The Night is a Child is the new production at the Pasadena playhouse in its season honoring women. The play is ostensibly about redemption, acceptance of a tragedy, and understanding in a family that has suffered a great tragedy. One son has gone into a school and shot his wife, another teacher, and three children, then shot himself, with no explanation. This leaves the family reeling: the sister has withdrawn into her shell, the twin brother has become an alcoholic, and the mother has run away to Rio to get away from it all. There she encounters voodoo, ghosts, and her dead son, relives the tragedy, and is somehow liberated.
Sorry to say, the play leaves more questions than it answers. I thought the text would try to wrestle with why these tragedies happen and who is at fault. Instead we get a confused story with nothing new, trying to trade on the profundity of the famous movie Black Orpheus and the strains of some Brazilian music to reach what is supposed to be a celebratory ending. It just isn’t so. The illogical nature of some of the story belies any involvement in the outcome.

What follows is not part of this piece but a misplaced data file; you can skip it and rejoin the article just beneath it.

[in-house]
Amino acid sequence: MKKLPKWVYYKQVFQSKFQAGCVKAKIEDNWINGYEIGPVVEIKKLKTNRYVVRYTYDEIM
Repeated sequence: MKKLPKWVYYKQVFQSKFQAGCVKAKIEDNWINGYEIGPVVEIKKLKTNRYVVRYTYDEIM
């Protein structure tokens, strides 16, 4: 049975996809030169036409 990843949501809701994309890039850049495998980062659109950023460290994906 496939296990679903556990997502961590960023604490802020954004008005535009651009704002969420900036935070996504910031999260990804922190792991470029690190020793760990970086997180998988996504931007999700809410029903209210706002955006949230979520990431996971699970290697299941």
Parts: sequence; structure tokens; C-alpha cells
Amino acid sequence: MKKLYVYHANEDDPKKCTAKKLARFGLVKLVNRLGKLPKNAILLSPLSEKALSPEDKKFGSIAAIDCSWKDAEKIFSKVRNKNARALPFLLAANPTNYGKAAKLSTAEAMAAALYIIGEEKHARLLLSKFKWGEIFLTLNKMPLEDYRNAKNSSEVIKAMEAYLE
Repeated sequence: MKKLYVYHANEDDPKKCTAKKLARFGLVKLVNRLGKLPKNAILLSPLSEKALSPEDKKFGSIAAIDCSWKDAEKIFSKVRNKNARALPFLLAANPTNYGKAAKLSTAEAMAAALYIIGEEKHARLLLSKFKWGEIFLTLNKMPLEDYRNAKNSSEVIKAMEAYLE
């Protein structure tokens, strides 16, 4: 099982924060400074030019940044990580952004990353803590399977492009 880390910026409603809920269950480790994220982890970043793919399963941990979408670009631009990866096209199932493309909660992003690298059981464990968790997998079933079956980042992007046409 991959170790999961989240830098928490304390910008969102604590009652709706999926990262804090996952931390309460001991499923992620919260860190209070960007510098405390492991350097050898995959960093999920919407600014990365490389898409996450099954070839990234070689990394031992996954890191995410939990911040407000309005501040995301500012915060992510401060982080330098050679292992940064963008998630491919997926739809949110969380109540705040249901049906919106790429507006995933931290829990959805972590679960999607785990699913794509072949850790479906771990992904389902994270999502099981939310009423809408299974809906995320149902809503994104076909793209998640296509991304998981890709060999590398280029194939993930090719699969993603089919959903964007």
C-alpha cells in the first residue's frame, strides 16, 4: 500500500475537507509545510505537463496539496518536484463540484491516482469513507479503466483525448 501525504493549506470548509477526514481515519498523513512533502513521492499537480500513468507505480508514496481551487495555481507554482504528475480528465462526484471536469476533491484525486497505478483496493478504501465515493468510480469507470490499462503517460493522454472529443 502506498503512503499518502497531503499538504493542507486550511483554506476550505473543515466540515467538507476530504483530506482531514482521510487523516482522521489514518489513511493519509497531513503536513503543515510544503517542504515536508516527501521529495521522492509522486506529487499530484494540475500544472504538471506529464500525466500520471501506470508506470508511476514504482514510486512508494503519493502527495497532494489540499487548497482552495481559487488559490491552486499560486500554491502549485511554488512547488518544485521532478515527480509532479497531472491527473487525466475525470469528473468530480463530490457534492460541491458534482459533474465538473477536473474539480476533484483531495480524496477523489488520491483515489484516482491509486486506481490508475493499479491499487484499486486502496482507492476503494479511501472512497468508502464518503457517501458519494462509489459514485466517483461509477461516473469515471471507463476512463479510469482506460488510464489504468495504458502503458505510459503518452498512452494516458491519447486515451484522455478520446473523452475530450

What mother would leave her grieving family without telling them where she is going? Why Rio, why not Greece, and are these places really that transformative? OK, the mother’s purse is stolen, and glimpses of voodoo goings-on in dangerous parts of one of the most dangerous cities in the world suggest peril. The trouble is, once her wallet is stolen, where does she get money from? And an even more puzzling question: who tells the taxi driver where to go (she is supposed to be alone in the cab)? Why does the son suddenly sober up and the sister let down her guard – is it just because of some half-naked bodies on the beach?
Then there are the references to the song The Girl From Ipanema. The original lyrics weren’t about a girl, and a Jew from Brooklyn who now lives in Santa Barbara wrote the famous English lyrics. There is also nothing new about going to a country and learning to dance; Zorba did it much better. OK, some of these things could be fixed with improved dialogue, but as it stands it’s a bit of a mess.
None of this is the performers' fault. JoBeth Williams is very good as the distraught mother; I only wish she had been given a better script. Monette Magrath is suitably stern as the sister, and poor Tyler Pierce, who must rush around changing clothes so he can play both brothers, is fine in both roles. Sybyl Walker turns in another of her energetic and mesmerizing performances as Bia, a girl from Rio who goes to Boston to get an education as a doctor. Armando McClain and Maceo Oliver round out the cast.
The Night Is A Child plays at the Pasadena Playhouse until October 4th.